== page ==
The Name and Office of an Apostle
Galatians 1:1
Paul, an apostle, (not of men, neither by man, but by Jesus Christ, and God the Father, who raised him from the dead;)

The word ἀπόστολος in the first instance is an adjective signifying "despatched" or "sent forth." Applied to a person, it denotes more than ἄγγελος. The "apostle" is not only the messenger, but the delegate of the person who sends him. He is entrusted with a mission, has powers conferred upon him .... With the later Jews, the word was in common use. It was the title borne by those who were despatched from the mother city by the rulers of the race on any foreign mission, especially such as were charged with collecting the tribute paid to the temple service. After the destruction of Jerusalem, the "apostles" formed a sort of council about the Jewish patriarch, assisting him in his deliberations at home, and executing his orders abroad. Thus in designating His immediate dud most favoured disciples "apostles," our Lord was not introducing a new term, but adopting one, which from its current usage would suggest to His hearers the idea of a highly responsible mission. At the first institution of the office, the apostles were twelve in number, but in the New Testament there is no hint that the number was intended to be limited to twelve — any more than there is that the number of deacons was intended to remain seven. The Twelve were primarily the Apostles of the Circumcision, the representatives of the twelve tribes. The extension of the Church to the Gentiles might be accompanied by an extension of the apostolate As a matter of fact, we do not find the term apostle restricted to the Twelve with only the exception of St. Paul. St. Paul himself seems in one passage to distinguish between "the Twelve" and "all the apostles," as if the latter were the more comprehensive term (1 Corinthians 15:5, 7). It appears both there and in other places (Galatians 1:19; 1 Corinthians 9:5) that James the Lord's brother is styled an apostle. On the most natural interpretation of another passage (Romans 16:7), Andronicus and Junias, two Christians otherwise unknown to us, are called distinguished members of the apostolate, language which indirectly implies a very considerable extension of the term. In 1 Thessalonians 2:6, again, where in reference to his visit to Thessalonica, he speaks of the disinterested labours of himself and his colleagues, adding, "though we might have been burdensome to you, being apostles of Christ," it is probable that under this term he includes Sylvanus, who had laboured with him in Thessalonica, and whose name appears in the superscription of the letter. The apostleship of Barnabas, at any rate, is beyond question. St. Luke records his consecration to the office as taking place at the same time with, and in the same manner as, St. Paul's (Acts 13:2, 3). In his account of their missionary labours again, he names them together as "apostles," even mentioning Barnabas first (Acts 14:4, 14). St. Paul himself also in two different Epistles holds similar language (Galatians 2:9; 1 Corinthians 9:5). If, therefore, St. Paul has held a larger place than Barnabas, in the gratitude and veneration of the Church of all ages, this is due not to any superiority of rank or office, but to the ascendency of his personal gifts, a more intense energy and self-devotion, wider and deeper sympathies, a firmer intellectual grasp, a larger measure of the Spirit of Christ. It may be added also, that only by such an extension of the office could any footing be found for the pretensions of the false apostles (2 Corinthians 11:13; Revelation 2:2). Had the number been definitely restricted, the claims of these interlopers would have been self-condemned. But if the term is so extended, can we determine the limit to its extension? This will depend on the answer given to such questions as these: — What was the nature of the call? What were the necessary qualifications for the office? What were the duties attached to it? The facts gathered from the New Testament are insufficient to supply a decisive answer to these questions; but they enable us to draw roughly the line by which the apostolate was bounded.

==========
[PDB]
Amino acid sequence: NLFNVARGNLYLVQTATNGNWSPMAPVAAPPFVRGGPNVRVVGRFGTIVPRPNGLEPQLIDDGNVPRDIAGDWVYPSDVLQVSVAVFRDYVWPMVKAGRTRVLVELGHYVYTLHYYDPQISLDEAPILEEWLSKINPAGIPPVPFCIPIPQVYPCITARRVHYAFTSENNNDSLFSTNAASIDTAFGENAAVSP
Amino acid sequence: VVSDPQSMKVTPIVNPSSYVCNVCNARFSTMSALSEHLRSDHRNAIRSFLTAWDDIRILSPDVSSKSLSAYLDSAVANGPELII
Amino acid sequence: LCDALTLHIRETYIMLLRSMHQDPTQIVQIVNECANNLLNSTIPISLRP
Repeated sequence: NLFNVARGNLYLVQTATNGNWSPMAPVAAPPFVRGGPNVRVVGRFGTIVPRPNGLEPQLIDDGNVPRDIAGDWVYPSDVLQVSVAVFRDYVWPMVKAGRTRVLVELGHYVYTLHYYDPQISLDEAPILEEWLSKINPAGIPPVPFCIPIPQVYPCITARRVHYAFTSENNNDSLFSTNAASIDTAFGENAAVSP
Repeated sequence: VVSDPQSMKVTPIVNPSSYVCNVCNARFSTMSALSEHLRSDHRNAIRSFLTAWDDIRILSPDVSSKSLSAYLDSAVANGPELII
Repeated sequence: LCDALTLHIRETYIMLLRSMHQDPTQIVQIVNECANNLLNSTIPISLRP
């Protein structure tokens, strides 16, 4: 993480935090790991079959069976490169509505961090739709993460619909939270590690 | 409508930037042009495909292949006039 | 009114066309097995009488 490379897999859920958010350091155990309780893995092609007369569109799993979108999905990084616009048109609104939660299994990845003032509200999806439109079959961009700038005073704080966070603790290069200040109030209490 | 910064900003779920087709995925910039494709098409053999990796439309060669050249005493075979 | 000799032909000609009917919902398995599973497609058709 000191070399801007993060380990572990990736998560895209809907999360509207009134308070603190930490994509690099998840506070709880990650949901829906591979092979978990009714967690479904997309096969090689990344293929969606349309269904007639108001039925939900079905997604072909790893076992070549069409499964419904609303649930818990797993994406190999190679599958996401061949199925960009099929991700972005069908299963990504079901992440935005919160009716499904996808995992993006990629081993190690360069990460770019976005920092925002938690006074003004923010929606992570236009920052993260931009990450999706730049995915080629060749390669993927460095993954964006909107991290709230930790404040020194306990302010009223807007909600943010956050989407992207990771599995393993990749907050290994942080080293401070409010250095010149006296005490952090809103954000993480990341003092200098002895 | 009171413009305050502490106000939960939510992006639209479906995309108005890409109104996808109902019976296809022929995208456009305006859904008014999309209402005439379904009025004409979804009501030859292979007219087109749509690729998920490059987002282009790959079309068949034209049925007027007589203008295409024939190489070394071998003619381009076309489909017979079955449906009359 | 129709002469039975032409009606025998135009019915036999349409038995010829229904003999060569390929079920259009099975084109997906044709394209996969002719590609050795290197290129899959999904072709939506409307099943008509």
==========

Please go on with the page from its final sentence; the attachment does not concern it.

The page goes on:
1. The rank of an apostle. The first order in the Church (1 Corinthians 12:28, 29; Ephesians 4:11).

2. Tests of apostleship.

(1) Having seen Christ after His resurrection (Luke 24:48; Acts 1:8, 21, 22). This knowledge was supplied to St. Paul miraculously.

(2) Possessing the powers of an apostle (1 Corinthians 9:1, 2; 2 Corinthians 12:1, 2). These "signs" our modern conceptions would lead us to separate into two classes. The one of these includes moral and spiritual gifts — patience, self-denial, effective preaching; the other comprises such powers as we call supernatural.

(Bishop Lightfoot.)

Parallel Verses
KJV: Paul, an apostle, (not of men, neither by man, but by Jesus Christ, and God the Father, who raised him from the dead;)

WEB: Paul, an apostle (not from men, neither through man, but through Jesus Christ, and God the Father, who raised him from the dead),

The Inscription
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